CigarSpike Review

spike

A few weeks ago I received a friend request on Facebook from the folks at www.CigarSpike.com and was a little intrigued and curious.  My first thought was: what’s the difference between this and, say, the awl on my Swiss Army knife, or any other sharp object to pierce the cap on my cigar?  I’ve been using a single blade cutter for years, needless to say I was skeptical.  I decided to take a $3.00 chance on 3 of these and they arrived in a #10 envelope in today’s mail.

These are a heavy plastic, similar to a heavy guitar pick.   I tried one tonight out on a Montecristo #5, which had a pretty flat head.  I moistened the cap a little and pushed the Cigar Spike into the cigar.  It just seemed to make too small a hole, so I gave it a little twist to open it up.  before_after The draw was a little tighter than I prefer, which I attributed to being used to the full cut of the guillotine cut.  I was getting a decent smoke volume though, so I soldiered on.  The Monte #5 was a tasty little cigar which was a few years old.  It had that little bit of a citrus tang to it that I’ve noticed before in the smaller Montes.  This is a small cigar, 4″ x 40 ring gauge,  which was burning surprisingly slowly.  I was curious at this point so I pulled out my cutter and lopped off the end.  This particular cigar was a little tight, so it wasn’t a real good test of the Spike.  Still a darned tasty cigar, but I’ll  try the Spike again on my next cigar.  I have some Camacho Corojo Candelas that  usually have a  pretty loose draw that will be interesting to try this on.  I put one on each of my key rings, mostly because I can see myself losing these easily, but I can see an advantage to having something to put a hole in a cigar if I’m caught without the necessary tools.  I’ve certainly spent $3.00 more foolishly than on three of these Spikes, I’ll keep trying these and report back after further testing.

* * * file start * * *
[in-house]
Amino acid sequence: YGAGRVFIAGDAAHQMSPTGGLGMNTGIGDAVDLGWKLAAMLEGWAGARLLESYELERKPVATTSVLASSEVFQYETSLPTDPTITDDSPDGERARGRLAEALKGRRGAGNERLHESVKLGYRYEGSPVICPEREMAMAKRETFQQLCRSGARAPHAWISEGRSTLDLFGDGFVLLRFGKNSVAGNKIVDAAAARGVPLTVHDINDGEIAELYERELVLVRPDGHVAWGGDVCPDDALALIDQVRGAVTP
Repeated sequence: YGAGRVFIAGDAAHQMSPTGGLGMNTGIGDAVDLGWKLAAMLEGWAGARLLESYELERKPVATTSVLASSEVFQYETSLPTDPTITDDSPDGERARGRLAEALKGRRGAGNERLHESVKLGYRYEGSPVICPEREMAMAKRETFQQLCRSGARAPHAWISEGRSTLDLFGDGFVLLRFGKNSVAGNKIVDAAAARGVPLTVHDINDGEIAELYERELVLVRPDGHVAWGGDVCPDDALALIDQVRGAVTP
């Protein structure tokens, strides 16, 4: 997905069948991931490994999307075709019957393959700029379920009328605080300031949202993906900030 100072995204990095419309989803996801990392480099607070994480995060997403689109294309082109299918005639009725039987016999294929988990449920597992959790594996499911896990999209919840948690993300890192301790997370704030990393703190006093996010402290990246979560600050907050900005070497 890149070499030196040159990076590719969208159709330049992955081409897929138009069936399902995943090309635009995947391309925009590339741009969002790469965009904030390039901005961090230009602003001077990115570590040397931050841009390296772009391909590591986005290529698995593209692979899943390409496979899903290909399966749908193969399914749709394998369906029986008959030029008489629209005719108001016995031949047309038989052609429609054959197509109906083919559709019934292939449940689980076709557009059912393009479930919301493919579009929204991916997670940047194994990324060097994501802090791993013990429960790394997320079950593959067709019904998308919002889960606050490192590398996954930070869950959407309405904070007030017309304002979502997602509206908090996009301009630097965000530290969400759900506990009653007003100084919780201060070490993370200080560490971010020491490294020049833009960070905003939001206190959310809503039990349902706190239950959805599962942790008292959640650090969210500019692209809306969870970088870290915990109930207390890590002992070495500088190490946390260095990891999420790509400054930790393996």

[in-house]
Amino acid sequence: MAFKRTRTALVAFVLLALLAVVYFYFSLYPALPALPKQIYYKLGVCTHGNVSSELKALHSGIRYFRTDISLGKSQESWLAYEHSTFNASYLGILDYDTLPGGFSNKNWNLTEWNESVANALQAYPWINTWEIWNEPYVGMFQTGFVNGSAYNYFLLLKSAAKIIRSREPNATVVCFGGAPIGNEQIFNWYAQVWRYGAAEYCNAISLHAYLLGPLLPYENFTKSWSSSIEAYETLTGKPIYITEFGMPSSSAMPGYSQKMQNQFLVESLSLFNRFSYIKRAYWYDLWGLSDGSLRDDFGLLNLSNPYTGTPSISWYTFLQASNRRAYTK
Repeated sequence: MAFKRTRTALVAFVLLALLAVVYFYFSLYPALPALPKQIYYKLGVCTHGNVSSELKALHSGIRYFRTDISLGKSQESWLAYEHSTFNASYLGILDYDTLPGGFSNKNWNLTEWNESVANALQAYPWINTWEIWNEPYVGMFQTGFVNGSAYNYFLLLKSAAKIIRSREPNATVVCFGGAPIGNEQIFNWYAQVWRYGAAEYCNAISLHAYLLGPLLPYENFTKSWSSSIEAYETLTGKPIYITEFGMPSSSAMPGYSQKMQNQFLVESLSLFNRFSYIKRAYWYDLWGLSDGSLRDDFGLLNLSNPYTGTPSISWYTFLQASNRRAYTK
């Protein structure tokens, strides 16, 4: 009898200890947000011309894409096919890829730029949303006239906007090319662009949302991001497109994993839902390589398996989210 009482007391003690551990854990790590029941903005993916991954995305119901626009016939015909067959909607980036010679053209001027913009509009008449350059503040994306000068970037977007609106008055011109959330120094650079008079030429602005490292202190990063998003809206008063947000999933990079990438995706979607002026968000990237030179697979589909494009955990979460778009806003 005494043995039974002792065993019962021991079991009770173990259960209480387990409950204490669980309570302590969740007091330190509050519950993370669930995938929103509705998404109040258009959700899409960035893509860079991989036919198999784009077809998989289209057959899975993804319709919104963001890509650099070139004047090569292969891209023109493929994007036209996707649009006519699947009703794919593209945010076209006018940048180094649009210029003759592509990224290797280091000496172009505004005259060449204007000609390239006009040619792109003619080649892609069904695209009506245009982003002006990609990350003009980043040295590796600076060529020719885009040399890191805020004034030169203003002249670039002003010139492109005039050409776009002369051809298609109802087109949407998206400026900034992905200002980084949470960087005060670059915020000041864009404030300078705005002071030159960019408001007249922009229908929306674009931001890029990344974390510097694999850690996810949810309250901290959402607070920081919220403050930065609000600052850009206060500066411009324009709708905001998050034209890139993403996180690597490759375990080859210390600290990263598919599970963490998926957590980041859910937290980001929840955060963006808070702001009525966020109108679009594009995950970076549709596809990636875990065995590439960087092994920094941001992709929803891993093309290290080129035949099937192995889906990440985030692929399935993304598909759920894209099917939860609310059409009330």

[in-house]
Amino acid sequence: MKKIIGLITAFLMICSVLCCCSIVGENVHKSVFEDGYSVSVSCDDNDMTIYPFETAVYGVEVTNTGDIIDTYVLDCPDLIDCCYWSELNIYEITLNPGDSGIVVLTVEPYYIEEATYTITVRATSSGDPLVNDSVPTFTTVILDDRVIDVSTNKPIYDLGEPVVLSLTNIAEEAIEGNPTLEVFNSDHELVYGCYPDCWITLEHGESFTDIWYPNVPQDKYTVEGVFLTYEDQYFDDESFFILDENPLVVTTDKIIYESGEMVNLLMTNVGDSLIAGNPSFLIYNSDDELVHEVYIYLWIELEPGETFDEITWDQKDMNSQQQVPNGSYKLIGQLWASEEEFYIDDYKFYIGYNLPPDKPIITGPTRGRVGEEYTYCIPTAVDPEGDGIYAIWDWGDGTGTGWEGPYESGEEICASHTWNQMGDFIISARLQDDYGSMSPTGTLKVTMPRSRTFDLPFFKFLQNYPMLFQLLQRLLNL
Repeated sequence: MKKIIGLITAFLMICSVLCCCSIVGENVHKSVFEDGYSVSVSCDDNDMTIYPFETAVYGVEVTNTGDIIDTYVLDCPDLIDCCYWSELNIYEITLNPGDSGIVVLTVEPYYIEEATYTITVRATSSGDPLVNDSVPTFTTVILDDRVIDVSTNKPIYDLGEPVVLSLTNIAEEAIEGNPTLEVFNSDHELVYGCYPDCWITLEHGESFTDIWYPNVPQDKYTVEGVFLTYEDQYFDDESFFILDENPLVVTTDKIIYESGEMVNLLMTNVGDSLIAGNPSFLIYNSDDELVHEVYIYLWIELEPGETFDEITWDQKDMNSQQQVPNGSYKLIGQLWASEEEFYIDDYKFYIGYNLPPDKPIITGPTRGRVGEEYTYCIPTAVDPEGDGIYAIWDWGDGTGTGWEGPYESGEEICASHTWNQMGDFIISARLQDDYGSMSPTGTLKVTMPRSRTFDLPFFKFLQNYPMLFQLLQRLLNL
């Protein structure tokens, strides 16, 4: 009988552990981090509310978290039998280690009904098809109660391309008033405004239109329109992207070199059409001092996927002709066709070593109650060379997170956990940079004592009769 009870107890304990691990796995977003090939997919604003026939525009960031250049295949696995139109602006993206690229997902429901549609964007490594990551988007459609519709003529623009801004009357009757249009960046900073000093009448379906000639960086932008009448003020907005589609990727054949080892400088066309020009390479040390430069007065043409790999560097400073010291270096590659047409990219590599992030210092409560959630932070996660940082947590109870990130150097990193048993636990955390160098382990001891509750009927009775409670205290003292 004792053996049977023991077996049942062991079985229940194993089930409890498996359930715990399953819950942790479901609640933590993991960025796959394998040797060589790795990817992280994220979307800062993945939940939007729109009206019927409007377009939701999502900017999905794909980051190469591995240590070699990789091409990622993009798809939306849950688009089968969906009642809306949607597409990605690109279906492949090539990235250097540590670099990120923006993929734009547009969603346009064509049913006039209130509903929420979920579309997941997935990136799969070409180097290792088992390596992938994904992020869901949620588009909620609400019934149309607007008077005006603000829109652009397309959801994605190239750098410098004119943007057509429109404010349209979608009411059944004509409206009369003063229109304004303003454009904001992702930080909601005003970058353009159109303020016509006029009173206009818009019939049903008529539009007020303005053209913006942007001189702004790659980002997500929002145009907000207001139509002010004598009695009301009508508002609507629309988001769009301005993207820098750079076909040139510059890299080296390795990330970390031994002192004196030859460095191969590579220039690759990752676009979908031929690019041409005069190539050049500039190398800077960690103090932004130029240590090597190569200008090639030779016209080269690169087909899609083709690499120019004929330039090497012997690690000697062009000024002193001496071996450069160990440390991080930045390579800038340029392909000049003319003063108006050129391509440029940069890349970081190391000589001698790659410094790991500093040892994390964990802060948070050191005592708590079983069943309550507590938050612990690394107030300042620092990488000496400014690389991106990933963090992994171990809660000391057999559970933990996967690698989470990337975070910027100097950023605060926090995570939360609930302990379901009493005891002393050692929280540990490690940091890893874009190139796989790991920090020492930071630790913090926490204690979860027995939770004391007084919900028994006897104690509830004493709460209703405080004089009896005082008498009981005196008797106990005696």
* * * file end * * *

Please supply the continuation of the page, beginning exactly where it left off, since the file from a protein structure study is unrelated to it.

Until next time,

CigarCraig

Postscript 10/3 – I tried the Spike again with the Camacho that has had a very loose draw and it really made a difference.  The cigar burned well and smoked with the firmness that it should.  There seems to be a place for this tool, the trick is knowing in advance how the cigar will draw.  I’m guessing pierce first, then cut if it seems restricted.  — CC

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